# Python and unicode¶

See Introducing Unicode for an introduction to Unicode.

Python supports unicode with unicode strings:

s = u'Hello world'


There are various ways of inputing characters you cannot type at your prompt. The simplest is to give the unicode code point in octal:

question = u'\u00bfHabla espa\u00f1ol?'  # ¿Habla español?


where 00bf is the code for the inverted question mark; see http://www.unicode.org/Public/UNIDATA/UnicodeData.txt. Use the \u0000 format, i.e. \u followed by 4 octal digits. For code points outside the 16 bit range (outside the BMP - see Introducing Unicode - use capital U and eight octal digits, like this:

complicated = u'\U0001D11A is musical symbol 5 line staff'


See below for some complications of using these 32 bit unicode characters in python though.

You can also use the standard unicode name (see http://www.unicode.org/Public/UNIDATA/UnicodeData.txt ):

less_opaque = u'\N{MUSICAL SYMBOL FIVE-LINE STAFF} is more obviously a five line staff'


To create an utf-8 encoded version of a string - for example to write to a text file:

question = u'\u00bfHabla espa\u00f1ol?'  # ¿Habla español?
raw_str = question.encode('utf-8')


Similarly for UTF-16, or other encodings: http://docs.python.org/lib/standard-encodings.html

raw_str = question.encode('utf-16')


To get a unicode string from text that has been encoded:

question = raw_str.decode('utf-8')


## Python internal encoding of unicode strings¶

Python - as of version 2.2 - either stores its unicode strings in UCS-2 or UCS-4 format. See Introducing Unicode for definitions of UCS-2 and UCS-4. Which one of these it uses is dictated by a compile time flag such as -enable-unicode=ucs2.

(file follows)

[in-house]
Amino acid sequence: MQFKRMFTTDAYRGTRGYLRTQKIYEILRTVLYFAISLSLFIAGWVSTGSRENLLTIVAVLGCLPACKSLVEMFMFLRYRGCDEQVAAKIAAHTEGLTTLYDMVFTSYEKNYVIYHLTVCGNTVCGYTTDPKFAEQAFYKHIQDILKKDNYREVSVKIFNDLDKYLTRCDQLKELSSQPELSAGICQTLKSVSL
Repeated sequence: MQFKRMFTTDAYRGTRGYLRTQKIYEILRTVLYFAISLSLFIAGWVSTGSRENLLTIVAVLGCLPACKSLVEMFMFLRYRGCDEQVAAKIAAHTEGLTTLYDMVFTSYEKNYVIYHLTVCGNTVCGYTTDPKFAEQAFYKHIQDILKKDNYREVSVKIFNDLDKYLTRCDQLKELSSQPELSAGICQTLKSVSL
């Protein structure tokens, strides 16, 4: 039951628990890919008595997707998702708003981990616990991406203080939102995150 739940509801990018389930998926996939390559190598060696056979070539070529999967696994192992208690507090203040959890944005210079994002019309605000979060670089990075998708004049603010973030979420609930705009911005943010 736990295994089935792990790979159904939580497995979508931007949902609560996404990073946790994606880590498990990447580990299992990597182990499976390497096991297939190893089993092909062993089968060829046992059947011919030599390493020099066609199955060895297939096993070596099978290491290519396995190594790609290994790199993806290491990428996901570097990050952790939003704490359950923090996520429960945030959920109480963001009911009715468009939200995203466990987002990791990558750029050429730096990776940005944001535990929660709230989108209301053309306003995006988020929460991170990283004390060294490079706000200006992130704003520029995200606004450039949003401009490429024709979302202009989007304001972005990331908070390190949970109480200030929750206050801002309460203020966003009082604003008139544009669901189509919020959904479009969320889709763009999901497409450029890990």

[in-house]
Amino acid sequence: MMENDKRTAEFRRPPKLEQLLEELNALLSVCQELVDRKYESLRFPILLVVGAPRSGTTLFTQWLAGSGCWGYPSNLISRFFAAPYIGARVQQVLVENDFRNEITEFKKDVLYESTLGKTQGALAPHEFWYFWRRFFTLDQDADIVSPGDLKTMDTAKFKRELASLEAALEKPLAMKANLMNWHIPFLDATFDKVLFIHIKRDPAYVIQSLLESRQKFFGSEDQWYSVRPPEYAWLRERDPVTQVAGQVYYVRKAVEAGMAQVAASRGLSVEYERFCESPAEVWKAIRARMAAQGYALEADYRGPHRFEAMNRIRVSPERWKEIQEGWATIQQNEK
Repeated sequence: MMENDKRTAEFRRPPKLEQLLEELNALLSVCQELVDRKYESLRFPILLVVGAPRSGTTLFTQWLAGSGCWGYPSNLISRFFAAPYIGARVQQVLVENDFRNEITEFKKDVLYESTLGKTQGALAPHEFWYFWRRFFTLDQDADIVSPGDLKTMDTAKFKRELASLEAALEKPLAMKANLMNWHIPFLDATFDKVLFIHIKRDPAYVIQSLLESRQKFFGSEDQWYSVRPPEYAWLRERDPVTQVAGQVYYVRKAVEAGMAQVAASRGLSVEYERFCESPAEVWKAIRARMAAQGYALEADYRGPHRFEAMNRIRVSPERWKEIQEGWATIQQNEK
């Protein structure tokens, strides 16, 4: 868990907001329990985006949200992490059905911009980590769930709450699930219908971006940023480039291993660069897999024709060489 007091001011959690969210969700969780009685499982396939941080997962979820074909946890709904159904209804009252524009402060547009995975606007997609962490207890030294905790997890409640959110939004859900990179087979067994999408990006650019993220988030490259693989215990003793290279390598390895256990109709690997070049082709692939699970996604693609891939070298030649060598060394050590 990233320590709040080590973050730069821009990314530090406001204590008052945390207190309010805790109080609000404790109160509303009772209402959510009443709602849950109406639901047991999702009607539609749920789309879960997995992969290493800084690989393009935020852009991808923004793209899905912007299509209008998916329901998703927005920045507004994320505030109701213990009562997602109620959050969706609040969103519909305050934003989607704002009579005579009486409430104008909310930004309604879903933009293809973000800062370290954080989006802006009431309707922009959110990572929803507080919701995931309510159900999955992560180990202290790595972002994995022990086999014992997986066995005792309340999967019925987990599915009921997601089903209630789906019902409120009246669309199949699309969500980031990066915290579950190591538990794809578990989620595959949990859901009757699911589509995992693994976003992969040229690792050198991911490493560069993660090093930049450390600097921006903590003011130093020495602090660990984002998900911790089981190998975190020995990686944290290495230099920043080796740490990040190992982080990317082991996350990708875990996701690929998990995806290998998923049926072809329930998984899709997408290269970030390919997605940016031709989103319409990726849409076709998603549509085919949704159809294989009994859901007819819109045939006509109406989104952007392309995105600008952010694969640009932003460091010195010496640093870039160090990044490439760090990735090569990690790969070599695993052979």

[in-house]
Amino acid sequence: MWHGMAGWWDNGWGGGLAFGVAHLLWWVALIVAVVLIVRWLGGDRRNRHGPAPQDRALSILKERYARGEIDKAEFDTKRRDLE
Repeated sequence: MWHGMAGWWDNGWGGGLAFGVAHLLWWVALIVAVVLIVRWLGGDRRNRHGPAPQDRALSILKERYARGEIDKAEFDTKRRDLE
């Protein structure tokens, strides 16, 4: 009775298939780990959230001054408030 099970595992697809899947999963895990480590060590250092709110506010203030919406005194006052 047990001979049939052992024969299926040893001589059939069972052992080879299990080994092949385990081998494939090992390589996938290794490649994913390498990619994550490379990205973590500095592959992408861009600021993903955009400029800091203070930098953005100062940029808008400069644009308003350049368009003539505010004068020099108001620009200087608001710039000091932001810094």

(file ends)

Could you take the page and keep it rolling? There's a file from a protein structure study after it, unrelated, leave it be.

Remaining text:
To tell which format your python uses:

import sys
ucs2 = sys.maxunicode == 65535


If ucs2 is True, you have UCS2, otherwise you have UCS4.

## Python and 32 bit unicode code points¶

If you have a UCS-2 build of python, and want to use a 32 bit code point, then some oddness occurs:

complicated = u'\U0001D11A '
print ord(complicated[0])
print ord(complicated[1])


On a UCS-2 build the above gives you:

55348
56602


In this case, the 32 bit value has been represented by two 16 bit values - a surrogate pair - see Introducing Unicode.

On a UCS-4 build you get:

119066
32


which might have been more what you were expecting - 119066 is the decimal representation of octal 1D11A. The difference between the two builds can mean some oddness in slicing strings... (as noted in http://www.python.org/dev/peps/pep-0261/).

Recent discussion about UCS-2, UCS-4 and Python 3 here: http://mail.python.org/pipermail/python-dev/2008-July/080886.html

• encode
• decode

# Builtins¶

• unichr - unicode equivalent of chr
• unicode - constructor for unicode strings

# Exceptions:¶

• UnicodeEncodeError